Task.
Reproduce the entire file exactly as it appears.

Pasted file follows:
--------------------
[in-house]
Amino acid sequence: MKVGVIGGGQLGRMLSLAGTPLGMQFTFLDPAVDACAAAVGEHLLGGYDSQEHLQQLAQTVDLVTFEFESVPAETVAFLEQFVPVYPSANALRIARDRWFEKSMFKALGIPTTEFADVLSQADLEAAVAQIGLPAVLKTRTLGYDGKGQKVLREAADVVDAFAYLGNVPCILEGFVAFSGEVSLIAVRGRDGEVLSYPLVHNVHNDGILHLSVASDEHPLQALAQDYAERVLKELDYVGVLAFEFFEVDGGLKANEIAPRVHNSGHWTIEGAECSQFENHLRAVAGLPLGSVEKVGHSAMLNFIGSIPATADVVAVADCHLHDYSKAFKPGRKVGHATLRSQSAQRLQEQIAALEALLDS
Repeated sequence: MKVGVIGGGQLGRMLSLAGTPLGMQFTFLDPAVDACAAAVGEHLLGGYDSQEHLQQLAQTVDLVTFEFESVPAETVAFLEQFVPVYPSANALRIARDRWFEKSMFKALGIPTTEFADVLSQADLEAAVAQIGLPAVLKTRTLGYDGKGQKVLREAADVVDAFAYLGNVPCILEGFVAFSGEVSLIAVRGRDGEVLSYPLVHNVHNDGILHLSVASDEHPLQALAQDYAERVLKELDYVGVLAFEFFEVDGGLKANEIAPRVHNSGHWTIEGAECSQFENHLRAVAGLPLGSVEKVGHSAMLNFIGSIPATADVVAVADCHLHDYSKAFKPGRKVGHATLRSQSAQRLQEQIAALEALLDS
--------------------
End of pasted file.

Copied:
[in-house]
Amino acid sequence: MKVGVIGGGQLGRMLSLAGTPLGMQFTFLDPAVDACAAAVGEHLLGGYDSQEHLQQLAQTVDLVTFEFESVPAETVAFLEQFVPVYPSANALRIARDRWFEKSMFKALGIPTTEFADVLSQADLEAAVAQIGLPAVLKTRTLGYDGKGQKVLREAADVVDAFAYLGNVPCILEGFVAFSGEVSLIAVRGRDGEVLSYPLVHNVHNDGILHLSVASDEHPLQALAQDYAERVLKELDYVGVLAFEFFEVDGGLKANEIAPRVHNSGHWTIEGAECSQFENHLRAVAGLPLGSVEKVGHSAMLNFIGSIPATADVVAVADCHLHDYSKAFKPGRKVGHATLRSQSAQRLQEQIAALEALLDS
Repeated sequence: MKVGVIGGGQLGRMLSLAGTPLGMQFTFLDPAVDACAAAVGEHLLGGYDSQEHLQQLAQTVDLVTFEFESVPAETVAFLEQFVPVYPSANALRIARDRWFEKSMFKALGIPTTEFADVLSQADLEAAVAQIGLPAVLKTRTLGYDGKGQKVLREAADVVDAFAYLGNVPCILEGFVAFSGEVSLIAVRGRDGEVLSYPLVHNVHNDGILHLSVASDEHPLQALAQDYAERVLKELDYVGVLAFEFFEVDGGLKANEIAPRVHNSGHWTIEGAECSQFENHLRAVAGLPLGSVEKVGHSAMLNFIGSIPATADVVAVADCHLHDYSKAFKPGRKVGHATLRSQSAQRLQEQIAALEALLDS